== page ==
Greg Atkinson
Guest

prozak I also try to plod along and be logical. I don’t see the point in getting emotional over gold, real estate or any investment…there are simply more important things in life.

Mystic Meg..good luck with the metal detector!

By the way the snow looks like it will be early here in Fukuoka this year and we had a cool summer. Guess the old planet isn’t heating up everywhere just yet :)

Lachlan Scanlan
Guest

Justin I have no idea why your so thrilled with sugar but judging on your enthusiam now Im going to have do some research and find out.
I suppose if your hoarding some of it you can always eat it if the price goes down.

Justin
Guest

Lachlan,

http://stockcharts.com/charts/gallery.html?SGG

& if you can find it observe the price of sugar back through the 1970’s & early ’80’s. Then compare it to say, maybe…..gold?

Ross
Guest
Justin, can you access a multi decade chart URL? What is your logic beyond the recent fluctuation and the Soviet era denial of Cuba and other producers from world markets? Do you know that the US last week acknowledged that an agent of theirs had recently been detained in Cuba for disseminating illegally imported laptops, mobiles and sat devices (in a similar vain to that campaign organised for the Northern suburbs of Tehran minority elite pre the Iranian election)? Obviously corn ethanol is not a viable energy pathway and Cuba is a strategic asset that the US continues to show… Read more »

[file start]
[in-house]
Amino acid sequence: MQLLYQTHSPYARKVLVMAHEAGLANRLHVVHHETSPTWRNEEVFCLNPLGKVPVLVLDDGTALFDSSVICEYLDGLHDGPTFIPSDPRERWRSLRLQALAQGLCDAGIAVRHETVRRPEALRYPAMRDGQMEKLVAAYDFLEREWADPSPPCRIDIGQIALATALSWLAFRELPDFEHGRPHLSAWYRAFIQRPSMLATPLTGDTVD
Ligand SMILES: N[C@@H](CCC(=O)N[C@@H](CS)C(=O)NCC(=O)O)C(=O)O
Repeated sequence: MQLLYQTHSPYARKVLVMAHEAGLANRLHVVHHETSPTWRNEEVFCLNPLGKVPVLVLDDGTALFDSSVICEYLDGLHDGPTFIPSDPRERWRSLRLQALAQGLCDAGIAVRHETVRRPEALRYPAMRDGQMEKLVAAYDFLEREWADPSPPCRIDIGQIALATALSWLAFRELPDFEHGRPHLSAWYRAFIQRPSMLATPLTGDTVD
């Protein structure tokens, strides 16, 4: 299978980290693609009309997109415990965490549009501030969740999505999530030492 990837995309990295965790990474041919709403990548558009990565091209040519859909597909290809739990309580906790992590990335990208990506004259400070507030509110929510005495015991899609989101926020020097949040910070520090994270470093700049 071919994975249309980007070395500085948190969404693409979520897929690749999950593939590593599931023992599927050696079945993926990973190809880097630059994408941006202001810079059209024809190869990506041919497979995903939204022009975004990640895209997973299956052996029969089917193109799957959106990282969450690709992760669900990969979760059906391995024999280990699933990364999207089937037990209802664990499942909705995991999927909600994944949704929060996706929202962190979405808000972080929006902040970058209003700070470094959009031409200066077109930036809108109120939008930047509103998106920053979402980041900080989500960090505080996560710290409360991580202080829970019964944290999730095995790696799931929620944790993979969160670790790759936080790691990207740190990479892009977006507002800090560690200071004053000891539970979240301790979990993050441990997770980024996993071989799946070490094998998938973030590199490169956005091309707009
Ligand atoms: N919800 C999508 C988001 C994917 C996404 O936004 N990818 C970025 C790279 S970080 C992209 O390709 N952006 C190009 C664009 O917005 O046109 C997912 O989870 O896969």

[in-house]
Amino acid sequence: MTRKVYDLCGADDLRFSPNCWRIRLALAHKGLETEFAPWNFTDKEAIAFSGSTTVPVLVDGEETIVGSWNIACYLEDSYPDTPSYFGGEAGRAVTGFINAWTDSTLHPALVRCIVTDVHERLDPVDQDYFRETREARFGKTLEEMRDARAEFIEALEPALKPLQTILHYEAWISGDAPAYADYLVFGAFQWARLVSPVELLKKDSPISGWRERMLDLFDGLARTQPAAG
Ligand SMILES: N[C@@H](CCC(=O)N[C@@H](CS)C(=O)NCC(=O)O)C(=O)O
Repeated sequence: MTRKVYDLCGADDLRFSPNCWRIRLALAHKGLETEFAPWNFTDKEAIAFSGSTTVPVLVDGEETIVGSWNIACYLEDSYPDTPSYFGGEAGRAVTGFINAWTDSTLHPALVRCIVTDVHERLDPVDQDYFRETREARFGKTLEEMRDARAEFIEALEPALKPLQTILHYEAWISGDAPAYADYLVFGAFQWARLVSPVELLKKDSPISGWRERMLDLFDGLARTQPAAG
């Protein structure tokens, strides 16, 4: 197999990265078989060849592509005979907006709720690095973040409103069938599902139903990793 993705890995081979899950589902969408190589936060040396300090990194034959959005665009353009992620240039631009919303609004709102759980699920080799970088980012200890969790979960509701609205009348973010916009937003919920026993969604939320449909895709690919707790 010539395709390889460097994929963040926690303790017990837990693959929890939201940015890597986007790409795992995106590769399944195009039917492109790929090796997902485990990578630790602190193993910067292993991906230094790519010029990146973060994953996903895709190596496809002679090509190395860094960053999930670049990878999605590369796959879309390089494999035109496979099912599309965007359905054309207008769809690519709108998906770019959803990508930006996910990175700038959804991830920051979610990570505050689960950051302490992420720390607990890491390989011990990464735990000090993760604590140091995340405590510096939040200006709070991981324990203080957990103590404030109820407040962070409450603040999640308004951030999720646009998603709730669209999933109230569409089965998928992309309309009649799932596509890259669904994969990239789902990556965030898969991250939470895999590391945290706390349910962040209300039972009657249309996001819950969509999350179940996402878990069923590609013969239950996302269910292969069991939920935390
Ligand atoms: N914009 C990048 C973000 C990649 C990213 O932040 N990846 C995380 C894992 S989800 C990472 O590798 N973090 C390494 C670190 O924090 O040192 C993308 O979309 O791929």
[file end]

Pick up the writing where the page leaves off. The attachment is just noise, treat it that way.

Lachlan Scanlan
Guest

I was following NY sugar #11 about 6 months ago at around $17. Look now and its $26 and of course too dear. Next time I buy a coffee I’ll swipe the sachels! Whats going on with sugar?

Ned S
Guest
A mob called TD (economists Derek Burleton and Dina Cover) are quoted as giving a “long-term, inflation-adjusted average price” here Prozak if it’s any help: http://www.ibtimes.com/articles/20091215/usd-gold-etf-zew.htm G’day Lachie, Sugar – Yeh, full credit to Justin – He’s been screaming same for the best part of a year now – As I recall? Might give the value added side at home a skip though – The end product can cause a bloke to fall over (as opposed to just laying down restfully for a few hours) – In my experience … Should that be IME? :) Think I’ll stick to houses… Read more »
Justin
Guest

Another big day for sugar! A record high!, this generation anyway.

What sort of profit would BIKER Pete have made if he bought sugar#11 12 months ago? His margin account would be overflowing!

I suppose it could be due for a correction though. Monetary disorder is certainly confusing.

John Probst
Guest

Pascoe and Denning and CNBC say gold has no yield, but many of the precious metal majors DO pay a good dividend–despite being lousy , capital-intensive businesses.

Jack
Guest

I have to agree with the more qualified journalist here.
Michael Pascoe.